01 Dec 2015
Filling a portfolio, by way of Paris and Pragueby Jason FeiferTopics:
Neil Rimer (MBA 1991) could have been a San Francisco venture capitalist. He worked there once; it would have been easy enough to open his own shop and join the horde converging on the town's buzziest tech companies. But instead, he went to Europe, where the VC scene was just starting—and where the challenge was amplified—cofounding Index Ventures in 1996. "If we were going to compete with the best portfolios that were built in Silicon Valley," says Rimer, "we'd have to hunt far and wide across Europe." It's become a popular bet: VC funding in Europe is booming, climbing from $6.3 billion in 2010 to $9.2 billion in 2014, according to Dow Jones VentureSource. In the second quarter of this year, European venture capital firms raised a combined $2.25 billion, 63 percent more than over the same period last year. But that doesn't mean his job is any easier.
Here are three ways that Rimer, who is speaking at TechCrunch Disrupt London this month, has thrived as a European VC:
Go where the companies aren't
Rimer started Index Ventures in Geneva, a small city with few startups. His logic: That would force his partners to scour all of Europe. "We knew [great investments] weren't going to be in our backyard," he says. "We deliberately didn't want to go to London, even though it was a bigger city with a big financial center, because we thought there was a risk of just sitting back and waiting for companies to file through. We want to find them before they find us."
Don't pigeonhole cities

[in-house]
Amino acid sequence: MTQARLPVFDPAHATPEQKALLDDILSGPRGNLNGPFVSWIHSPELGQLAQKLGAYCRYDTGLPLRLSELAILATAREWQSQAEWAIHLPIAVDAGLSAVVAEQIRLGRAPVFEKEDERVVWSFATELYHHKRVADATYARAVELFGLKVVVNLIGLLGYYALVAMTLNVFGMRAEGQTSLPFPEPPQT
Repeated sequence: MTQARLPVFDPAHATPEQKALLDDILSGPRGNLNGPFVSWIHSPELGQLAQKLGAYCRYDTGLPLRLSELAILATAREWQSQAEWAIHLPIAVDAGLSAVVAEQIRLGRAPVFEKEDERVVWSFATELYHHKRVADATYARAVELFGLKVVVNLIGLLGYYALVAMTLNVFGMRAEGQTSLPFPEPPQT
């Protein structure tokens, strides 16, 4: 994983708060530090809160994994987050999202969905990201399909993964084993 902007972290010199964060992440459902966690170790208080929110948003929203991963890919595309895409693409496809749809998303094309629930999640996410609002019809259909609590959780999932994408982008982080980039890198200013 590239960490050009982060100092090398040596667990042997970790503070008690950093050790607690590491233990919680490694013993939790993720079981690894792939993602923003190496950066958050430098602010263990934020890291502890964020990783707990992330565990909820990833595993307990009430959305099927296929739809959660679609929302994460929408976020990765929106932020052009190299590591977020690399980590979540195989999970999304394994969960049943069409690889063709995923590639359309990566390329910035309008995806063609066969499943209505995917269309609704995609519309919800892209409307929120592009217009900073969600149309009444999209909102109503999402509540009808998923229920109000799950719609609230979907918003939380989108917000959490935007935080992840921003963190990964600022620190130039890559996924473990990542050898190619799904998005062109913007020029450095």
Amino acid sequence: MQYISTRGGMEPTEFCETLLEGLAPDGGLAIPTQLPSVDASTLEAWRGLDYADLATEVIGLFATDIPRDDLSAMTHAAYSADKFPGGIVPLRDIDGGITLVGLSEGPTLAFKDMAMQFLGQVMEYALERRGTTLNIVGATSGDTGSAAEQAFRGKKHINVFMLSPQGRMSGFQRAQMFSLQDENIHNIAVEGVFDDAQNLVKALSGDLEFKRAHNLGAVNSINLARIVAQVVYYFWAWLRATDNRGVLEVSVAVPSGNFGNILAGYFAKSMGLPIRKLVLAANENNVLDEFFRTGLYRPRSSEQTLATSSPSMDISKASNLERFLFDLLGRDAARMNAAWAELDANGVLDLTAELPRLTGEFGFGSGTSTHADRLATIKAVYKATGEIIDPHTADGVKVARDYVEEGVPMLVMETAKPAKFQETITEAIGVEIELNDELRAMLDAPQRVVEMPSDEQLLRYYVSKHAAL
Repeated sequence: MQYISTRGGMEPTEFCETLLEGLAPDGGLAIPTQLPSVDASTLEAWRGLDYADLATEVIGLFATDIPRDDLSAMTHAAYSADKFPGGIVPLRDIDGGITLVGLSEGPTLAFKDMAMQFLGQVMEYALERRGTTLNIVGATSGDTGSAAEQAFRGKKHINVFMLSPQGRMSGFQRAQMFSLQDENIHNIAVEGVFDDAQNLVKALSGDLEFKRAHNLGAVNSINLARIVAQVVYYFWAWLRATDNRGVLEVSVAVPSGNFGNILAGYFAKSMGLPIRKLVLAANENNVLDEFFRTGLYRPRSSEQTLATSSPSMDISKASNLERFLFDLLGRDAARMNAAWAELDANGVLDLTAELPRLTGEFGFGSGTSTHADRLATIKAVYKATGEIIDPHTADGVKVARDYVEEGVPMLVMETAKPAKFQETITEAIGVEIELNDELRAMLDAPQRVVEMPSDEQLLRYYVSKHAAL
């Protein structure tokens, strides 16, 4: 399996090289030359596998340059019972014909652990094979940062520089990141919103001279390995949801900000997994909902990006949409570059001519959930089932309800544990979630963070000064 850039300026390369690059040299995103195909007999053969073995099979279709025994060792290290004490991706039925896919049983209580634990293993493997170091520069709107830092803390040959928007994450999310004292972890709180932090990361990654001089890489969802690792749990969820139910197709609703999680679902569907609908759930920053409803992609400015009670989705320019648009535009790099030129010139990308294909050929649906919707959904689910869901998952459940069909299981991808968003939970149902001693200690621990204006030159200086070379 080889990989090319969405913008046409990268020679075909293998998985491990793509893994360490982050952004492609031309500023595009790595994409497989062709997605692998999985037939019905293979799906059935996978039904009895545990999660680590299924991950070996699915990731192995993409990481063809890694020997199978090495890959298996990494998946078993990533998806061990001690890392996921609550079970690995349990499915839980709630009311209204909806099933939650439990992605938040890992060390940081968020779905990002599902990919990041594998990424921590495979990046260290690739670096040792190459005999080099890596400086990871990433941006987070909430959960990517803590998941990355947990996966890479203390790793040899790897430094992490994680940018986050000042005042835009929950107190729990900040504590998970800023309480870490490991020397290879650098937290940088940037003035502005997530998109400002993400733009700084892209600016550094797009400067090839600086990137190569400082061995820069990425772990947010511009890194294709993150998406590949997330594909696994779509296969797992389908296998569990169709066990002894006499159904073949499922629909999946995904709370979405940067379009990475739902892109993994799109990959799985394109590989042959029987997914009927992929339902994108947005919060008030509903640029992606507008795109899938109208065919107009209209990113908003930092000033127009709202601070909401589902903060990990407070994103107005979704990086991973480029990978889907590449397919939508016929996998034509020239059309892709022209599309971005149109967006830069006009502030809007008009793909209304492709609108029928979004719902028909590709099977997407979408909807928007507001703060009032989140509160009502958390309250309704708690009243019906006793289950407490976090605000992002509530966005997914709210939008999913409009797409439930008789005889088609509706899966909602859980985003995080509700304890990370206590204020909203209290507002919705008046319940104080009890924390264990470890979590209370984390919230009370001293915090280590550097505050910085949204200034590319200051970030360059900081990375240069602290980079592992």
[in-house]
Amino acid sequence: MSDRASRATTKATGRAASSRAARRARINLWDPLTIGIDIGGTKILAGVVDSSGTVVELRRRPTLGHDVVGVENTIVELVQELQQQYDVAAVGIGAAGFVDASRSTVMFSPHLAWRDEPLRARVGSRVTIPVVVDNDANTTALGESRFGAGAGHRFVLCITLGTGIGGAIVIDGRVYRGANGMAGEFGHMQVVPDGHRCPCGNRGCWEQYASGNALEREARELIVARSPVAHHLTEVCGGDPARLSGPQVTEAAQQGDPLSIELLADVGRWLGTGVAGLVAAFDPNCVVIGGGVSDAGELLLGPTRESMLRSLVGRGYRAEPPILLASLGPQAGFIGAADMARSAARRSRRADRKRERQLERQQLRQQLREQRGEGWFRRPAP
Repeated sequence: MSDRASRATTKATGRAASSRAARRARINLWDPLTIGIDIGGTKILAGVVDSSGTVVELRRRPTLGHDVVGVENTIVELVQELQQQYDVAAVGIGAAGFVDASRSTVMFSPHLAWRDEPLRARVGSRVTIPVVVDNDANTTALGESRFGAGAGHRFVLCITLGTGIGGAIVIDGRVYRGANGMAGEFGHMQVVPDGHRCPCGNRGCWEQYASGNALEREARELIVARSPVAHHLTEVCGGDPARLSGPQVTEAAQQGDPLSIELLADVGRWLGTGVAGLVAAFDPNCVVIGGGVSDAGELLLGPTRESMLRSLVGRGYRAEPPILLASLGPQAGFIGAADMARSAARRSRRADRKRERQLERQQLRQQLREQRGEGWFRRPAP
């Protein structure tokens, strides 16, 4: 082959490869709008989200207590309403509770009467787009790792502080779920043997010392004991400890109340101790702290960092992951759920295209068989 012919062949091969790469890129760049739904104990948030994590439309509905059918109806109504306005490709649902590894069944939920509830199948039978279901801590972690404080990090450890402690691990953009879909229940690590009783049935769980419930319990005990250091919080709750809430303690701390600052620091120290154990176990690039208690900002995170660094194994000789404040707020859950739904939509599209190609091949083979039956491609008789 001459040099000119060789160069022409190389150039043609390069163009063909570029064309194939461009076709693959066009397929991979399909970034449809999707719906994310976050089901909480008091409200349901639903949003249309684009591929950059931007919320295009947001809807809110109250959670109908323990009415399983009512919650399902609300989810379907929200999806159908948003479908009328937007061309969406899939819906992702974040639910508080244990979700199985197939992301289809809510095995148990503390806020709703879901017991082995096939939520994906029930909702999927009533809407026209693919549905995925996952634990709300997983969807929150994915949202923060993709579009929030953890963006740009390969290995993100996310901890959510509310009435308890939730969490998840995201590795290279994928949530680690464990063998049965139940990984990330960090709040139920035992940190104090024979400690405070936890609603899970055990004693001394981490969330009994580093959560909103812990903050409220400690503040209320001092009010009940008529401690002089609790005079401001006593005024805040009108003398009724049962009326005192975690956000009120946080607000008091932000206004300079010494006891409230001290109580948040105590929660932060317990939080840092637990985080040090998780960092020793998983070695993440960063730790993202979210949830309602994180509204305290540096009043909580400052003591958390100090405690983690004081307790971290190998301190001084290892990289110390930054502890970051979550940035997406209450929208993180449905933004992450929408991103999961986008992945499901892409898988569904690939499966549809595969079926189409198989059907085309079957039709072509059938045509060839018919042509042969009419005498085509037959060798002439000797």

American startups are often geographically sorted by sector. Tech is in San Francisco, public policy is in DC, medical is in Orlando. And for a time, Europe was like that too, Rimer says: Israeli startups focused on security and infrastructure, Helsinki's were in gaming, London's were in financial services. "But over time, those differences are going away," he says. "I wouldn't want to typecast any of them, because entrepreneurs move around very fluidly. You can do anything anywhere." If Rimer went to Germany looking only for the next SoundCloud, the music platform with a reported $700 million valuation, he might have missed his investment in auxmoney, an online marketplace for peer-to-peer loans.
Get comfortable on planes
Rimer still lives in Geneva but is in London a few days a week. He is in Berlin regularly and in California quarterly, and routinely takes day trips to Amsterdam, Barcelona, and Paris, among other cities. He expects the same travel logs from his partners. "There are thriving communities in each of these cities, and so we are members of those communities," he says. That means speaking the local language, being there for important dinners and events, and building the relationships that lead to investments. Because without that, a European VC is just collecting frequent-flier miles.
Class of MBA 1991, Section I